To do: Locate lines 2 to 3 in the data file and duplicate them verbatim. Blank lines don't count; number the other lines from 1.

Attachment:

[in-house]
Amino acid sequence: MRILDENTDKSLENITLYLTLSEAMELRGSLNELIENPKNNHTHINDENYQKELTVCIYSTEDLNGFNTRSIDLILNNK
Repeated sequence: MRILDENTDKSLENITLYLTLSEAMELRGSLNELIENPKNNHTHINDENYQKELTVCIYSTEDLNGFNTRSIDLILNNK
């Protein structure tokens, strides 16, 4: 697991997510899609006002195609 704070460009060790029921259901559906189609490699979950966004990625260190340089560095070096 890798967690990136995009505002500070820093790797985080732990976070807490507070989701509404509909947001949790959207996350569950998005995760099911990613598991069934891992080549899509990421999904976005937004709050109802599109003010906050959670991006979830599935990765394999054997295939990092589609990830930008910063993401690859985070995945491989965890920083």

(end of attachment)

Amino acid sequence: MRILDENTDKSLENITLYLTLSEAMELRGSLNELIENPKNNHTHINDENYQKELTVCIYSTEDLNGFNTRSIDLILNNK
Repeated sequence: MRILDENTDKSLENITLYLTLSEAMELRGSLNELIENPKNNHTHINDENYQKELTVCIYSTEDLNGFNTRSIDLILNNK